Proceedings Magazine - January-February 1916 Vol. 42/1/161

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  • Naval Militia Notes
    Prepared By Lieutenant ( J. G.) A. S. Carpender, U. S. Navy

    This complete issue of Proceedings is provided for your use in its original format only at this time.  The editorial team is currently reviewing the text version for possible errors introduced during the OCR phase of our...

  • Psychology of Naval Personnel
    By Major G. C. Thorpe, U. S. M. C.

    It is not proposed, herein, to offer an exhaustive criticism of a service that has won approval in every quarter of the globe. On the other hand it is always well enough to cast about and see that the house is in order. Analysis is not ultimately...

  • The General Problem of Naval Warfare
    By Commander Dudley W. Knox, U. S. Navy

    *Presented at a meeting of the International Engineering Congress, 1915, in San Francisco, Cal.

  • Leadership and Freedom
    By W. B. Norris, Instructor, U. S. N. A.

    Motto: "In war personality turns the scale."

    In the last analysis, the strength of a navy lies in its men, for superiority in this respect will mean victory more often than guns, ships, wealth, or numbers. Material is sterile,...

  • Notes on Naval Tactics
    By Lieut. Commander H. E. Yarnell, U. S. Navy

    DEFINITION

    Naval tactics is the art of maneuvering a battle fleet, before and during action against an enemy, in the manner most efficient to ensure success.

    While the details of application have varied with the...

  • Naval Petroleum Reserves No. 1 And No. 2
    By Lieut. Commander J. O. Richardson, U. S. Navy

    Fuel Oil for the Navy

  • "Brood of the Constitution"
    By James M. Morgan

    "And oh, the little warlike world within

    The well-reeved guns, the netted canopy,

    The hoarse command, the busy humming din,

    When, at a word, the tops are manned on high.

    Hark to the boatswain's call, the...

  • The Colleges and the Naval Academy: A Comparative Study
    By A. F. Westcott, Ph. D., Instructor, U. S. N. A.

    The author of the following article must disclaim at once any pretense of competence to sit in judgment on the aims of naval training or the general form that such training should take. Just as the aim and character of a law or medical school...

  • The Ships of the United States Navy
    By Robert W. Neeser

    AN HISTORICAL RECORD OF THOSE NOW IN SERVICE AND OF THEIR PREDECESSORS OF THE SAME NAME

    1776-1915

    SOUTH CAROLINA

    SOUTH CAROLINA.—One of the thirteen original states. The...

  • Some Notes On Torpedo Gyroscopes And Their Adjustment In Service
    By Lieutenant W. P. Williamson, U. S. Navy

    It is thought that, in the service at large, there may be a lack of a clear understanding regarding the end to be sought in balancing the torpedo gyroscope. As will be shown later, instead of endeavoring to obtain a perfect balance, the aim is,...

  • The United States Navy in Mexico, 1821-1914
    By Louis N. Feipel

    CHAPTER VIII

    SURVEYING AND OTHER OPERATIONS, 1870-1914

  • The Exterior Ballistic Problem Of The Anti-Aircraft Gun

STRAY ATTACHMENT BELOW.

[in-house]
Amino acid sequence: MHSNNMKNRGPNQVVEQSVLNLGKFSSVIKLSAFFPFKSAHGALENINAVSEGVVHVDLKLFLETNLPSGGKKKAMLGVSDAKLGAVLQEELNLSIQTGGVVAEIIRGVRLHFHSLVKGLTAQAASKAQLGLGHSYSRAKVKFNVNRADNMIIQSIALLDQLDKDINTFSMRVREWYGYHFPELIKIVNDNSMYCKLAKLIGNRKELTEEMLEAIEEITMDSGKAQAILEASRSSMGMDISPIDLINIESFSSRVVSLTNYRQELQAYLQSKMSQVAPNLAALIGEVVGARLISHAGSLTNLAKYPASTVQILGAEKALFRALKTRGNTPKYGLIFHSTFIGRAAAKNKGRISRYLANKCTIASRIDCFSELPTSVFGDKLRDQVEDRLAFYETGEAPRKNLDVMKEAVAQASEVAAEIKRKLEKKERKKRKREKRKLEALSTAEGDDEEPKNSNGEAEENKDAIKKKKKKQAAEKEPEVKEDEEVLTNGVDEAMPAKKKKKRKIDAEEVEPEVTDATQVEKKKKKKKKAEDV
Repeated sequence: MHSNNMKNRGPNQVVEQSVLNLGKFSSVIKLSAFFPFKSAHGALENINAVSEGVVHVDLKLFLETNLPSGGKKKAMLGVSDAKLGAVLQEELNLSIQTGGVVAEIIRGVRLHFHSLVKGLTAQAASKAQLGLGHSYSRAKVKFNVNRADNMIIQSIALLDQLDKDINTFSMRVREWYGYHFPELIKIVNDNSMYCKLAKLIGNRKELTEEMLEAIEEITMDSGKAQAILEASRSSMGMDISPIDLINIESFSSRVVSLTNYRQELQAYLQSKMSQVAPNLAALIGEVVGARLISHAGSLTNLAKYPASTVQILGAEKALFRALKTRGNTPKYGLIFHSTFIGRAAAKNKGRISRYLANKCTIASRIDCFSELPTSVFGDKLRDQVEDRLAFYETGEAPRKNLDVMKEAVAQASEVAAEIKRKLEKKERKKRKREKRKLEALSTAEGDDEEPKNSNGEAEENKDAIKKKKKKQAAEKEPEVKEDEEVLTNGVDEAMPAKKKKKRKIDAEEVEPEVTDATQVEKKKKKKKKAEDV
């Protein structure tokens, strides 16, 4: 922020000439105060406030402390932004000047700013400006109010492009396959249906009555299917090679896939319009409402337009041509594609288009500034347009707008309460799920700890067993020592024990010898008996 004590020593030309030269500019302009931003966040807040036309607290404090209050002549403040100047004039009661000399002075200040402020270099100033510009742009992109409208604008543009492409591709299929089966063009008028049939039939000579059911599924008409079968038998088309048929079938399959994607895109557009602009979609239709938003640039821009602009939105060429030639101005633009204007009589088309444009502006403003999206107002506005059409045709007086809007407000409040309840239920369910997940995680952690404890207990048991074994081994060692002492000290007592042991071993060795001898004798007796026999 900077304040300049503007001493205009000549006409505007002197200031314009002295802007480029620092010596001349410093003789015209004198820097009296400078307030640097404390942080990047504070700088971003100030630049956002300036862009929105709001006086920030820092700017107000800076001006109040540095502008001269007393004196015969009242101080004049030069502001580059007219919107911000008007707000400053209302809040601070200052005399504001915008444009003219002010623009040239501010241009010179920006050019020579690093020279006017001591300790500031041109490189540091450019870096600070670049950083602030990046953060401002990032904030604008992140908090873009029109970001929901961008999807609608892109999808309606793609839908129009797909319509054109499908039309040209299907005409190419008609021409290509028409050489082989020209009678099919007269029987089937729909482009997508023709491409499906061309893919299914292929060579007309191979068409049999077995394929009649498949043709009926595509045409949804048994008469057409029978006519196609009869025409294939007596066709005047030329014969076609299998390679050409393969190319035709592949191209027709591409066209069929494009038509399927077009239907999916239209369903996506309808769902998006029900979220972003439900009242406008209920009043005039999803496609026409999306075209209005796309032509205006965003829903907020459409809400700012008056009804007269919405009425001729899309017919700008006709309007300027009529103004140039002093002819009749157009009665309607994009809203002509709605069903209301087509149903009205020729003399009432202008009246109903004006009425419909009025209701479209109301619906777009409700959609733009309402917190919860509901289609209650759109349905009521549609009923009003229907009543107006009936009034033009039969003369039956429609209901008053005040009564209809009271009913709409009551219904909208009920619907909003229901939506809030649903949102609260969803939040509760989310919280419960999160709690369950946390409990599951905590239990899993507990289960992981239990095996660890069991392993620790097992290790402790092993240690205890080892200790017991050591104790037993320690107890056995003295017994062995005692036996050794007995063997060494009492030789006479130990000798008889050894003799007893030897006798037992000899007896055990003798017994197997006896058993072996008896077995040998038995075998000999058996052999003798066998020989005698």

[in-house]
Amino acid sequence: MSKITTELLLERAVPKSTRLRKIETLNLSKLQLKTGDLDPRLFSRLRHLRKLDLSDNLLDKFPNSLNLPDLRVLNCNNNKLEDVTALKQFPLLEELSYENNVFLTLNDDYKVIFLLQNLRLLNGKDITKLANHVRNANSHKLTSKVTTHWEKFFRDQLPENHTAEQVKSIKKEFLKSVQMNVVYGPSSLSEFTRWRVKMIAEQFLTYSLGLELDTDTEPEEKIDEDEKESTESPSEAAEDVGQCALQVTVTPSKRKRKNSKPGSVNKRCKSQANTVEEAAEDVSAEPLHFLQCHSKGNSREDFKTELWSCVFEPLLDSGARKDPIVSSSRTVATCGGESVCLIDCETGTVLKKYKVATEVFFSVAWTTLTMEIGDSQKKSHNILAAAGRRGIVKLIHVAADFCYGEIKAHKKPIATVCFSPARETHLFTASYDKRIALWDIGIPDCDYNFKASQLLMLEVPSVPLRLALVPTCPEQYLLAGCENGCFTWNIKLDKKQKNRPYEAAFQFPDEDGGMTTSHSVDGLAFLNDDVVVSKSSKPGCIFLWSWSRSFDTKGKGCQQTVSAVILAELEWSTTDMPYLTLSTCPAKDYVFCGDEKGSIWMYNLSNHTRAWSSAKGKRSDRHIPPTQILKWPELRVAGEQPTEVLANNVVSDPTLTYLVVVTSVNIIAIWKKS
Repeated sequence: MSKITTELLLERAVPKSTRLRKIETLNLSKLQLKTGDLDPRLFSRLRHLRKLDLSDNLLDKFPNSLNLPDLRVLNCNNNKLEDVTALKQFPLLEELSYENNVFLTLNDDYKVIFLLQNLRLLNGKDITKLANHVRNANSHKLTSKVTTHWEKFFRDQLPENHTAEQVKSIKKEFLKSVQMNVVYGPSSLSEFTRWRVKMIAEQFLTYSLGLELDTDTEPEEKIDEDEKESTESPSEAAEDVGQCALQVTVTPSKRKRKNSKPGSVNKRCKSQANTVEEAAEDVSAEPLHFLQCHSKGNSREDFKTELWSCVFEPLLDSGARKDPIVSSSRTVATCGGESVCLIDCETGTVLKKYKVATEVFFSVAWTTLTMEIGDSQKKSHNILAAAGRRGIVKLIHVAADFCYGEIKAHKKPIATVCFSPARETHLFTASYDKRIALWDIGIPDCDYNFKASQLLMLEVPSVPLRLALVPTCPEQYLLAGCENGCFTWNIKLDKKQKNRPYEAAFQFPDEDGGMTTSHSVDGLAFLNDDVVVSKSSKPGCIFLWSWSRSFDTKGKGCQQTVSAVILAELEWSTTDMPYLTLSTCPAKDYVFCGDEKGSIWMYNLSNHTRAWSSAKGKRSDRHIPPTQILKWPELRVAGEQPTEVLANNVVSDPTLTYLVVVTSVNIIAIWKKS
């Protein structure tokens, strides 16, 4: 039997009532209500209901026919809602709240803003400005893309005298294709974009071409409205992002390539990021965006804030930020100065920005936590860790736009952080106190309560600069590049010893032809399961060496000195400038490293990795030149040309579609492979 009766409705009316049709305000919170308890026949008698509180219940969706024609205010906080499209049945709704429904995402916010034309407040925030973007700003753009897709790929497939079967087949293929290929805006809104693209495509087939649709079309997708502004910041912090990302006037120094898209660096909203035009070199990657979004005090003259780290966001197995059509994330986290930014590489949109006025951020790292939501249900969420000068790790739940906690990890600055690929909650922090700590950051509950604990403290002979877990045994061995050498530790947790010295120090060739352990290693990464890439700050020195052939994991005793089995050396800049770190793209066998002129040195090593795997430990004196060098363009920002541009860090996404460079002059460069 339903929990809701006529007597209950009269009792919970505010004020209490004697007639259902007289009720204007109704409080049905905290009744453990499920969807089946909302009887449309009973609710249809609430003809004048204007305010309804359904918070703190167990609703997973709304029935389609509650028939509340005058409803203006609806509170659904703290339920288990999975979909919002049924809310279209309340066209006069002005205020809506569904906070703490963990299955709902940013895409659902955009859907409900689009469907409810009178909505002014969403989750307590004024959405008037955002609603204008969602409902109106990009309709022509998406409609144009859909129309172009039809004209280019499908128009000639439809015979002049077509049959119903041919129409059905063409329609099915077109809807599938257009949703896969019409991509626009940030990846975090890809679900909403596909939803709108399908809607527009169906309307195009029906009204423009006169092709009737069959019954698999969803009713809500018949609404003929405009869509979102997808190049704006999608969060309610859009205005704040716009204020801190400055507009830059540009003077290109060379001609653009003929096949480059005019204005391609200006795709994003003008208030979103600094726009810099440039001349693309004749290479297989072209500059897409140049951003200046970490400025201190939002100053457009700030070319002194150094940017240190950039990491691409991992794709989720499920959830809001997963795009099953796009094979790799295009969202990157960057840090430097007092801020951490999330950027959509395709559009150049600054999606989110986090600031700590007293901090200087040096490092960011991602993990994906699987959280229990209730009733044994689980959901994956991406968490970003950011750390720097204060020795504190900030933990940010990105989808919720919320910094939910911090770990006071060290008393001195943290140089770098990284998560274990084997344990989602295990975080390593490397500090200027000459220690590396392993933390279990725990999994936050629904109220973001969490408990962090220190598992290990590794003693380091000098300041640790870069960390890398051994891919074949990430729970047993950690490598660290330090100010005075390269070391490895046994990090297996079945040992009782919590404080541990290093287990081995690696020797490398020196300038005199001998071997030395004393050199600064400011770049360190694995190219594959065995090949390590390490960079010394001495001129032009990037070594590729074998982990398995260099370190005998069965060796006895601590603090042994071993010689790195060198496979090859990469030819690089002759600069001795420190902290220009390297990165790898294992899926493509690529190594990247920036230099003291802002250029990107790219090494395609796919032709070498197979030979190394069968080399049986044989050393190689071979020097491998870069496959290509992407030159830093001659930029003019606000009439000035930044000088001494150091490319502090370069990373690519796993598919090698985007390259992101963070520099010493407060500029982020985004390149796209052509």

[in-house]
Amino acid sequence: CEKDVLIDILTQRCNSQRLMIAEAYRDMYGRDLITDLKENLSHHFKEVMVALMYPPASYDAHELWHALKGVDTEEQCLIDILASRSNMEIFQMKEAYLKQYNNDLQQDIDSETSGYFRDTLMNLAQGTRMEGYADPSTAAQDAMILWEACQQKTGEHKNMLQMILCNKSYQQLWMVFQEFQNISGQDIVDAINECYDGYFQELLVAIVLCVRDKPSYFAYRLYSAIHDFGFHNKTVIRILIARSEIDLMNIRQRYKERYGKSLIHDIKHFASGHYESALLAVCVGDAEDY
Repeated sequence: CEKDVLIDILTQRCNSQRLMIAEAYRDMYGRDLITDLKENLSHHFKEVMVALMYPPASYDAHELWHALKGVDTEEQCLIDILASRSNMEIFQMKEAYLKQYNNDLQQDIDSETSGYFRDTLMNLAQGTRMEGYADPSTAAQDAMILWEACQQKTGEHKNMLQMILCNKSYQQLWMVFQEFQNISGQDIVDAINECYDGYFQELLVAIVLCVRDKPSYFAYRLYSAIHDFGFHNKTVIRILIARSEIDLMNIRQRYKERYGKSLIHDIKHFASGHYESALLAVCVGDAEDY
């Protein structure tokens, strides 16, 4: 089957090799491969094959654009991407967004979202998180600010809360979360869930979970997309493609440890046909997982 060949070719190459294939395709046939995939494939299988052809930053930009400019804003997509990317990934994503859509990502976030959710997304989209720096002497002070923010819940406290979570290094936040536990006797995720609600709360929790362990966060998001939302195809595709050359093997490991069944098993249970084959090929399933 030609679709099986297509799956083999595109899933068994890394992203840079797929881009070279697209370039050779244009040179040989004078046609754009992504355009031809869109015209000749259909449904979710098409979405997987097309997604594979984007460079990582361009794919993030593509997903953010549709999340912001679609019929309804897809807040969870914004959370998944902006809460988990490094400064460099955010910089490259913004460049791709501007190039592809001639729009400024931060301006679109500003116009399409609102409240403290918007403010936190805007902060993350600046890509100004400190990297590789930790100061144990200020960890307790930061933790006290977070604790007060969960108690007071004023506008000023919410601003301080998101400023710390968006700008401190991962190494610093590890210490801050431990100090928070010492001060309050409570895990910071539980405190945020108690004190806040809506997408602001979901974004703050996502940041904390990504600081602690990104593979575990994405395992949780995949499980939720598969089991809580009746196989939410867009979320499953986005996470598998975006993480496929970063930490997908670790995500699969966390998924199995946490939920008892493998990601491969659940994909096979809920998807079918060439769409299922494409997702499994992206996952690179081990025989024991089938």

By G. J. N. Carpentier

    INTRODUCTORY

    In an essay written in the first part of 1914 by Captain H. C. L. Cock, R. A., published in The Journal of the Royal Artillery, we read:

  • The Seagoing Officer and the War College
    By Lieutenant L. C. Farley, U. S. Navy

    There is an undoubted prejudice among the so-called seagoing officers against the Naval War College. One has but to start in a wardroom mess the subject of the War College to hear violent arraignments of the "Brain Trust." There must be...

  • Discussion: Some Notes on the Principles of the Gyroscopic Compass

    (SEE PAGE 1579, WHOLE No. 159)

    LIEUTENANT R. S. EDWARDS, U. S. Navy.—In an article, the name and location of which I cannot recall, I came across an elementary explanation of gyroscopic action. The...

  • Discussion: Handling Men

    (SEE PAGE 1475, WHOLE No. 159)

    CAPTAIN BENTON C. DECKER, U. S. Navy.—Having read Lieutenant Theobald's article on "Handling Men" in the September-October number of the INSTITUTE with great...

  • Secretary's Notes

    Annual Dues

  • Professional Notes
    Prepared By Lieutenant C. C. Gill, U. S. Navy
  • European War Notes
    Compiled By Lieutenant C. C. Gill, U. S. Navy

    [IMAGE: THE BRITISH WARSHIP "ALBION," SUDDENLY GROUNDED IN THE DARDANELLES, BECOMES A TARGET FOR TURKISH SHELL FIRE FROM THE HILLS, THE FORTS NOT OPENIN UP UNTIL THE SHIP WAS SEEN TO BE DISABLED]

    ...

  • Naval Militia Notes
    Prepared By Lieutenant ( J. G.) A. S. Carpender, U. S. Navy

    AUTHORIZATION FOR EXAMINATIONS

    Section 4 of the Naval Militia Act of February 16, 1914, states in part as follows:

  • Naval Publications

    BOOK REVIEWS

    “War Obviated by an International Police.” The Hague, published by Martinus Nijhoff, 1915; pp. 223.

    Probably every thoughtful person has...

  • Advertisements
  • The Passing of the U.S.S. Independence
    By Surgeon A. Farenholt, U. S. Navy

    The Independence left the Mare Island Navy Yard on November 28, 1914, and was towed to the Union Iron Works at San Francisco, California. On March 5, 1915, she was docked at Hunter's Point, nearby and remained in dock for one week. At that...


 
 

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